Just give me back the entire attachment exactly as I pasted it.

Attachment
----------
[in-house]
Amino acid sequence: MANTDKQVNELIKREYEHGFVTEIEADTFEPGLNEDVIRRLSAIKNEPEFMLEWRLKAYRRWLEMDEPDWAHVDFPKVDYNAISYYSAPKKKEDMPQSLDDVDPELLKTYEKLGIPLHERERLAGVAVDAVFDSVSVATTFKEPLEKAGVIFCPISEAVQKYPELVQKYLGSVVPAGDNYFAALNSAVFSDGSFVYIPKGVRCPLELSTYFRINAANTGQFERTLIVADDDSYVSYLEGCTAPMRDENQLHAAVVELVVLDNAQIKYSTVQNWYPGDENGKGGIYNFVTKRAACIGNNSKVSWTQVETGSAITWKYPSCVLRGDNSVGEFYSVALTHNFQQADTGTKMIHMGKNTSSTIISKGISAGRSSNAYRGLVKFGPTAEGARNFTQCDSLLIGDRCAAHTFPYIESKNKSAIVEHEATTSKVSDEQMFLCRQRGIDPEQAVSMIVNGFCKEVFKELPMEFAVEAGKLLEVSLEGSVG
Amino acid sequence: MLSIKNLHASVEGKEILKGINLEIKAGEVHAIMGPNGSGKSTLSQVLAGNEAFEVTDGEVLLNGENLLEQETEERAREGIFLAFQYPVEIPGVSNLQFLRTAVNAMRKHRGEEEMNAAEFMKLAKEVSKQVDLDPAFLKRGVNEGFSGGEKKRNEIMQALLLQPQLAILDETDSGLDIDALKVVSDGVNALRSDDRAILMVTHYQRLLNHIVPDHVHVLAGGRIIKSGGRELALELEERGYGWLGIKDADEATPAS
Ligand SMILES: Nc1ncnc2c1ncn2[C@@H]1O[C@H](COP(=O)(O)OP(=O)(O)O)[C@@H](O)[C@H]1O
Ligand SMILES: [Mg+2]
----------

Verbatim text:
[in-house]
Amino acid sequence: MANTDKQVNELIKREYEHGFVTEIEADTFEPGLNEDVIRRLSAIKNEPEFMLEWRLKAYRRWLEMDEPDWAHVDFPKVDYNAISYYSAPKKKEDMPQSLDDVDPELLKTYEKLGIPLHERERLAGVAVDAVFDSVSVATTFKEPLEKAGVIFCPISEAVQKYPELVQKYLGSVVPAGDNYFAALNSAVFSDGSFVYIPKGVRCPLELSTYFRINAANTGQFERTLIVADDDSYVSYLEGCTAPMRDENQLHAAVVELVVLDNAQIKYSTVQNWYPGDENGKGGIYNFVTKRAACIGNNSKVSWTQVETGSAITWKYPSCVLRGDNSVGEFYSVALTHNFQQADTGTKMIHMGKNTSSTIISKGISAGRSSNAYRGLVKFGPTAEGARNFTQCDSLLIGDRCAAHTFPYIESKNKSAIVEHEATTSKVSDEQMFLCRQRGIDPEQAVSMIVNGFCKEVFKELPMEFAVEAGKLLEVSLEGSVG
Amino acid sequence: MLSIKNLHASVEGKEILKGINLEIKAGEVHAIMGPNGSGKSTLSQVLAGNEAFEVTDGEVLLNGENLLEQETEERAREGIFLAFQYPVEIPGVSNLQFLRTAVNAMRKHRGEEEMNAAEFMKLAKEVSKQVDLDPAFLKRGVNEGFSGGEKKRNEIMQALLLQPQLAILDETDSGLDIDALKVVSDGVNALRSDDRAILMVTHYQRLLNHIVPDHVHVLAGGRIIKSGGRELALELEERGYGWLGIKDADEATPAS
Ligand SMILES: Nc1ncnc2c1ncn2[C@@H]1O[C@H](COP(=O)(O)OP(=O)(O)O)[C@@H](O)[C@H]1O
Ligand SMILES: [Mg+2]